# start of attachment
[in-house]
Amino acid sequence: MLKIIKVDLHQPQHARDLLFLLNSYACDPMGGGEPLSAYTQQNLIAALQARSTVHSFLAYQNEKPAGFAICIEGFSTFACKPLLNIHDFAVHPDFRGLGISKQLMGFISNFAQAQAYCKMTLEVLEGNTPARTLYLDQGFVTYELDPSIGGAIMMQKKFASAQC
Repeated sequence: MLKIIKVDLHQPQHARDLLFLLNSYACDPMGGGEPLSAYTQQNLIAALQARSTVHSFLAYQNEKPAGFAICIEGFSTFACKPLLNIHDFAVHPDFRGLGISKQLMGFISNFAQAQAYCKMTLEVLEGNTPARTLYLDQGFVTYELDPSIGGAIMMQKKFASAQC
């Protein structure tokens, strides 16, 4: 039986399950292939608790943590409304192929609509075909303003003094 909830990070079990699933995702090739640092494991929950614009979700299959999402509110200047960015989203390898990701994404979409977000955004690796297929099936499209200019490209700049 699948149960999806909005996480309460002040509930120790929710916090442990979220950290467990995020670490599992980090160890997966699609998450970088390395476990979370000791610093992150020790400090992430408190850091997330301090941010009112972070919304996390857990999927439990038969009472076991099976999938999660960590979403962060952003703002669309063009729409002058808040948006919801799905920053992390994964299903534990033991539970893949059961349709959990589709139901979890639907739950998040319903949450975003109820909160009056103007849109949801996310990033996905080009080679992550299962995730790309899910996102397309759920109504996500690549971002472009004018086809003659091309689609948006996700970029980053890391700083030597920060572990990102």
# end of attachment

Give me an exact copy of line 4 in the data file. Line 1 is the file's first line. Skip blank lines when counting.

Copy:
């Protein structure tokens, strides 16, 4: 039986399950292939608790943590409304192929609509075909303003003094 909830990070079990699933995702090739640092494991929950614009979700299959999402509110200047960015989203390898990701994404979409977000955004690796297929099936499209200019490209700049 699948149960999806909005996480309460002040509930120790929710916090442990979220950290467990995020670490599992980090160890997966699609998450970088390395476990979370000791610093992150020790400090992430408190850091997330301090941010009112972070919304996390857990999927439990038969009472076991099976999938999660960590979403962060952003703002669309063009729409002058808040948006919801799905920053992390994964299903534990033991539970893949059961349709959990589709139901979890639907739950998040319903949450975003109820909160009056103007849109949801996310990033996905080009080679992550299962995730790309899910996102397309759920109504996500690549971002472009004018086809003659091309689609948006996700970029980053890391700083030597920060572990990102």